Everyone sang and danced fervently while waiting for the occupants in the house to give us Christmas gifts. They usually ranged from money, balloons, “bonbon”, drinks and many others. The elders were usually very happy when we visited and danced with them.
To those who dashed us anything at the end of the dancing, we would sing this while clapping for them;
“Mami/papa o…. good heart
Mami/papa o…. thank you”
We chanted these words as long as we were in their compound until they could hear from a distance away. And to those who didn’t give anything, we would sing;
“Papa/mama o… bad heart. As many times as possible too.”
We moved from door to door. After singing and dancing, we would gather up somewhere quiet, count all the gifts unanimously and share though not equal but everyone went home satisfied.
After juju dance, what next?
Then, the usual Christmas visiting will start. We ate from house to house. We visited all our aunties and uncles in all the nearby villages and quarters.
“weeeeeh picking them. Only the combination for our belle that day eeeh, na rice, chicken, cabbage, ndolle, plantain, fufu, fish, popcorn, groundnuts, chin – chin.”
But the dominant meal we ate on those occasions was rice and stew with chicken.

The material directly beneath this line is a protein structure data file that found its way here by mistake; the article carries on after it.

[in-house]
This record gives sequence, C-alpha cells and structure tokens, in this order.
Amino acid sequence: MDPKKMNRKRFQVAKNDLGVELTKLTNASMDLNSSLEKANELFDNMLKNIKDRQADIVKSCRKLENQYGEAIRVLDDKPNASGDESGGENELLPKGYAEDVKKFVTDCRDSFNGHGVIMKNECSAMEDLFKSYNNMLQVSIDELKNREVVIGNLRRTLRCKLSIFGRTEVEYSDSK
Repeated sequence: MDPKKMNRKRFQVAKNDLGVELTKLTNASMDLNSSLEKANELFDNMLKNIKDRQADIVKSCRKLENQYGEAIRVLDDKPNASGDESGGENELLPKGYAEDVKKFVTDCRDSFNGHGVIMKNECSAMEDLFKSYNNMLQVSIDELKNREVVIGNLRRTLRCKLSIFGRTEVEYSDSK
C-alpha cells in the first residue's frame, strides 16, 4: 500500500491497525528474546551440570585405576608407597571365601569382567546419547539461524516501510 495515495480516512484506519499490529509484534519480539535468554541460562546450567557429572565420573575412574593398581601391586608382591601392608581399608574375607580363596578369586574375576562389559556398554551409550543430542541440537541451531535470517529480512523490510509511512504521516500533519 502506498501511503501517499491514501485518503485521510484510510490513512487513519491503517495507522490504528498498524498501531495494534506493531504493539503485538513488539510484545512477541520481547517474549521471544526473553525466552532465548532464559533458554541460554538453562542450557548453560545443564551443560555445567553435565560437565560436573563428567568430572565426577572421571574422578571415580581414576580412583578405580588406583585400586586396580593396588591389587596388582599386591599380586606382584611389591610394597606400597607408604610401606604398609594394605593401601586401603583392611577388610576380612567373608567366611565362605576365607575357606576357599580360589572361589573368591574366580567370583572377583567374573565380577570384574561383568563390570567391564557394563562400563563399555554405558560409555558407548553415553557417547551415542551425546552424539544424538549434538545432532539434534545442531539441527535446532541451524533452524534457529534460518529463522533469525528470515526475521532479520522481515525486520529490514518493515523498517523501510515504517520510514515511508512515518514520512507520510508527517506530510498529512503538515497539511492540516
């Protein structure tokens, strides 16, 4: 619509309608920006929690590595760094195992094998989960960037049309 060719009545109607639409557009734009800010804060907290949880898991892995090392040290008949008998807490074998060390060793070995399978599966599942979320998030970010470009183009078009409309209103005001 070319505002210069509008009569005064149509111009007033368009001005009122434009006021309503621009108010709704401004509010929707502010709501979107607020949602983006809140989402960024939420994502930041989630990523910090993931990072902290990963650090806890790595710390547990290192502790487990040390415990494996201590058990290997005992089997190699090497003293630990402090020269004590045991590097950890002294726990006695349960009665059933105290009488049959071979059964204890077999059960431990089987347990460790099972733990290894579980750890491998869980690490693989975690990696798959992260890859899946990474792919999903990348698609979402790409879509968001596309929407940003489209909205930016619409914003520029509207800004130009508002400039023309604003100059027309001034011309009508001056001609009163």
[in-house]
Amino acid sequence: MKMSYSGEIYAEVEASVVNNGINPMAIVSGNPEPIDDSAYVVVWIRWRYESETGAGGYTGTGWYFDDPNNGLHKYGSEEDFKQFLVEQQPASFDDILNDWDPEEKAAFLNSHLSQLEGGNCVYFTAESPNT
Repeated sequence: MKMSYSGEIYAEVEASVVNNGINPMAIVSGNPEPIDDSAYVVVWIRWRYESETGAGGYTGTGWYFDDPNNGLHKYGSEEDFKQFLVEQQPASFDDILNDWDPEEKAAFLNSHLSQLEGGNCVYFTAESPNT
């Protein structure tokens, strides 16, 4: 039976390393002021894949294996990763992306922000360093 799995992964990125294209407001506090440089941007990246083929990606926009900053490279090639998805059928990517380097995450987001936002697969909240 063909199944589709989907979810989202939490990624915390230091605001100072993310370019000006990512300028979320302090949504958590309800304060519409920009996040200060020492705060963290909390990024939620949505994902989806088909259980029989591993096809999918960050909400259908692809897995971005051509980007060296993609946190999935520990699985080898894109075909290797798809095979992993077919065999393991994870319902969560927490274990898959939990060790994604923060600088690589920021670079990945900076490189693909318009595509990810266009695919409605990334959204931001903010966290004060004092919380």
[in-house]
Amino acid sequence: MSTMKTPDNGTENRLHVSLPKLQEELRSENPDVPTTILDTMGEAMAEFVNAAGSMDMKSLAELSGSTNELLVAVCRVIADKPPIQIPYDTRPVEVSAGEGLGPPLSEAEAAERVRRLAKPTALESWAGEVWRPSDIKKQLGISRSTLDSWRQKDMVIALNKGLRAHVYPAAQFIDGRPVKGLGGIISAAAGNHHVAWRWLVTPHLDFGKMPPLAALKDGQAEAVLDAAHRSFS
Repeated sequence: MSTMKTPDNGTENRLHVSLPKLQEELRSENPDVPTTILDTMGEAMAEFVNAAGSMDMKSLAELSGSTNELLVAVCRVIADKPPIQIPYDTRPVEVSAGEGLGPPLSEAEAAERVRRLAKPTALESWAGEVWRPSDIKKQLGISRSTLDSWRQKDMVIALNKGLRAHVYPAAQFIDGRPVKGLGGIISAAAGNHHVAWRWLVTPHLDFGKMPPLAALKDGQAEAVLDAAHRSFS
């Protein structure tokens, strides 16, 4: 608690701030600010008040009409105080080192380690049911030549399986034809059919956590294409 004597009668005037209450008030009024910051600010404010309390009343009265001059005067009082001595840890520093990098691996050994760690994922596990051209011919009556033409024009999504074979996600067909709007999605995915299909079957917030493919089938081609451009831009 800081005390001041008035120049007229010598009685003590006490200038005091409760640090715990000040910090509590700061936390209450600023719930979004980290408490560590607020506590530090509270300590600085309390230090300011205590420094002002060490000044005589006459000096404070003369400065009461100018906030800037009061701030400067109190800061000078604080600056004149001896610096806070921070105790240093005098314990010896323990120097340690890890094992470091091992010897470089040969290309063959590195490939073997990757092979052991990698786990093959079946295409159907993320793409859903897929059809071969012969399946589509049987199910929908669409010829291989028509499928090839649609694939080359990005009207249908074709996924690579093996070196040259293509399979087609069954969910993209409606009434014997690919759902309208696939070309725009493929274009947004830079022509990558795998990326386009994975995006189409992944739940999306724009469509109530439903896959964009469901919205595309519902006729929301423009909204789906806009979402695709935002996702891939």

You want to see man ei belle di round like size 5 ball, then na so ei mop di shine like person wey I don chop pork. Na picture you want to see? All kind posted for snap. Cameraman too no di help matters.
We also marked the day with our own children’s club during the day.
We would always buy sweets with the money our parents and hosts gave us. Use our teeth to break the strong bonbon put in the plastic filled with water, add some sugar and allow the solution to dissolve. That was our drink. It was sweeter than the juice we have today.
Friends would always come around begging and we could put in the lid of the container and give them to taste or we would show the line they had to drink and end on the container.
Owners of provision stores made lots of profit on Christmas days. We visited their shops severally on those days. And when we did, the game of winning balloons finished our money. We played to win the biggest balloons but usually ended up with the smallest ones.
Time for trouble
After all the enjoyment during the day, the real suffering and aftermath of the eating began at night. While papa and mama are struggling to catch up with friends, We interfered with the urge to visit the toilet. A child could visit the toilet 5 times in one night. To imagine my mom had more than five of us at home.
“Before picking them want to wake up for morning them don weak all with over shit”.
The hangover was too stressful for mama and papa. Its either they are running to the store to buy remedies for running stomach or giving you enema for constipation. 26th and 27th were days for laundry and discussion on what happened on Christmas day 25th for the big girls.
So, am I right to say Christmas always came with added suffering on mama and papa?
However, the new year was never compared to Christmas because almost everything was consumed then.
My childhood memories about Christmas always kept me smiling I cannot put everything here. I felt like sharing with you.
Can you tell us what was unique about yours?